Ladies Sasquatch, by Toronto artist Allyson Mitchell, is part of the exhibition In The Shadow of the Millennium, shown during its installation on Wednesday August 31, 2016 at the Judith and Norman Alix Art Gallery in Sarnia, Ont. The exhibition opens Friday and runs through Jan. 1

In The Shadow of the Millennium, an exhibition opening Friday at the Judith and Norman Alix Art Gallery in Sarnia, explores ancient knowledge, myth, magic and ritual.

Darryn Doull, curator of the exhibition that runs through Jan. 1 at the downtown art gallery, said it includes approximately 34 works by 17 artists from across Canada.

Doull worked previously at the gallery for six years and said the exhibition is his final project there before returning to school in Toronto to earn a master’s degree.

He was born in Sarnia, and began volunteering at the public art gallery while attending St. Patrick’s High School.“One thing I wanted to find an opportunity to do was to curate a contemporary art exhibition in Sarnia,” he said.

Approximately two years ago, he spoke to Lisa Daniels, the curator­supervisor at the gallery, about that and “she gave me the opportunity.”

Over the last two years, Doull has been researching the exhibition and early last year he went on a six­week curatorial residency on Fogo Island, off the northeast coast of Newfoundland, to research magic, myth and superstition.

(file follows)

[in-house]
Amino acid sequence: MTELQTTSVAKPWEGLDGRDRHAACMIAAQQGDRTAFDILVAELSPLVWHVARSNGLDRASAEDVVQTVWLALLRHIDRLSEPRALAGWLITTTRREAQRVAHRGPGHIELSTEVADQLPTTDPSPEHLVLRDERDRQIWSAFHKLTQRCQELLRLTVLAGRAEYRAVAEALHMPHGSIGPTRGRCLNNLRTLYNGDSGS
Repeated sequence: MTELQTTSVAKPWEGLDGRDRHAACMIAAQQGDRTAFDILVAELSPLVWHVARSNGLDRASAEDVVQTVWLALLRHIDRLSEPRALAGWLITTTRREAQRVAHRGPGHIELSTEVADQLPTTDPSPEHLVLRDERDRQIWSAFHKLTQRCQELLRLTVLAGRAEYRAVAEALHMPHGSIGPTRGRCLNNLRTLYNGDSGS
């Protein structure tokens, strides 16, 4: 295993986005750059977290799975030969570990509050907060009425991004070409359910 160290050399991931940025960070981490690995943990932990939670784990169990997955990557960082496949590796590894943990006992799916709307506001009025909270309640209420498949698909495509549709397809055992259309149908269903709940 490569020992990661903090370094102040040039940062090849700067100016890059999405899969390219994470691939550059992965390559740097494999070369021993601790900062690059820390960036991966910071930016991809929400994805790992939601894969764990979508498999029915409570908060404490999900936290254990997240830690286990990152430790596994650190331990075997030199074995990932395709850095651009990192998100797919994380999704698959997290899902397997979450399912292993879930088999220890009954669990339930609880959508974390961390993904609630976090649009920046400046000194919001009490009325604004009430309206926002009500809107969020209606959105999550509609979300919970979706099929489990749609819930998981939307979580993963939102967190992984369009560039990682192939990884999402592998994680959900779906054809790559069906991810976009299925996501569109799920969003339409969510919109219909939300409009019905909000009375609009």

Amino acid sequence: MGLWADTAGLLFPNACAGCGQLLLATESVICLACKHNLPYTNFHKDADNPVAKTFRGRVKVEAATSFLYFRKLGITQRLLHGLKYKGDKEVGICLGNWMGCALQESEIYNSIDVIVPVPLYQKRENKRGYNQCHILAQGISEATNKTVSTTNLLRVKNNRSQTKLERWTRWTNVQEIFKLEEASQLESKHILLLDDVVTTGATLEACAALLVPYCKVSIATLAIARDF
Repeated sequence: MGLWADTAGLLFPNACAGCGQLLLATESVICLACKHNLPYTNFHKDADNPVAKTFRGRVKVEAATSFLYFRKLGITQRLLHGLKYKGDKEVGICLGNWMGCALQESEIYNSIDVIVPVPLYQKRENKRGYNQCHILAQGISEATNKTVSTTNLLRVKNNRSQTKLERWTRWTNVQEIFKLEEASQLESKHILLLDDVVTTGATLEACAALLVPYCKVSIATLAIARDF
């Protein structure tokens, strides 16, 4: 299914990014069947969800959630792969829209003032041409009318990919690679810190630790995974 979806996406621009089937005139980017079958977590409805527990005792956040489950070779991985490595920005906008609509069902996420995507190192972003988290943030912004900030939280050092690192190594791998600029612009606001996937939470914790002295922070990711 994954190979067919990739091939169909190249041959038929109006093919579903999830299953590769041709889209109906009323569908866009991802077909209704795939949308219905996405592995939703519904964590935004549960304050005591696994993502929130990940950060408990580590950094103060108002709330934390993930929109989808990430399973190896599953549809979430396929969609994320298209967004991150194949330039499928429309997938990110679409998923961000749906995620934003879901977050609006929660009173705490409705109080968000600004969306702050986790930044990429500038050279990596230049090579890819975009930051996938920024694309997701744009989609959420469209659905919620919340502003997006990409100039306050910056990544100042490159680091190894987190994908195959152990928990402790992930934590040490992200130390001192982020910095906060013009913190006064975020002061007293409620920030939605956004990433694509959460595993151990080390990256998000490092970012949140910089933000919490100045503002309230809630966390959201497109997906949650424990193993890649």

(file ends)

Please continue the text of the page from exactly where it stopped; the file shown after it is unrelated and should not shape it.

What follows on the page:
“I wanted to go there because, being a small island in the Atlantic Ocean, a lot of those traditions remained intact and are still very much a genuine part of life there,” Doull said.

That compares to places, he said, where, “we’ve lost track of a lot of that ancient knowledge, and don’t use it too much anymore.”

Spending time on Fogo Island “to be immersed in that, was a really good opportunity to help research the exhibition,” he said.

The exhibition has “basically, every material that you could imagine,” Doull said.

That includes paintings, drawings, silkscreens, 12­foot tall textile Sasquatches around a fire, audio installations, porcelain sculpture and more.

The opening is set for 6 to 9 p.m. Friday. More than half of the artists in the show are expected to attend, and there will be a performance piece, Mme. Zsa Zsa, the $2 Psychic, by Andrew Harwood.

“I think collectively, it really provokes a viewer, or anybody engaging in the exhibition, to reconsider ancient knowledge, and the role that it could play in 2016,” Doull said.

Daniels said that because the exhibition is “incredibly diverse” in both form and subject matter, it can speak to all ages and backgrounds.

“The fantastical creatures will delight children while adults will be able to engage emotionally with the artwork,” she said.

Daniels added the gallery is looking forward to upcoming programming that will be associated with the exhibition.

“Personally, it’s hugely rewarding and I’m incredibly excited to see everything come together,” Doull said.

He added that being able to work with the artists, and bring a selection of the best work being produced around the country to Sarnia, “has been the most exciting part, the most rewarding part for me.”

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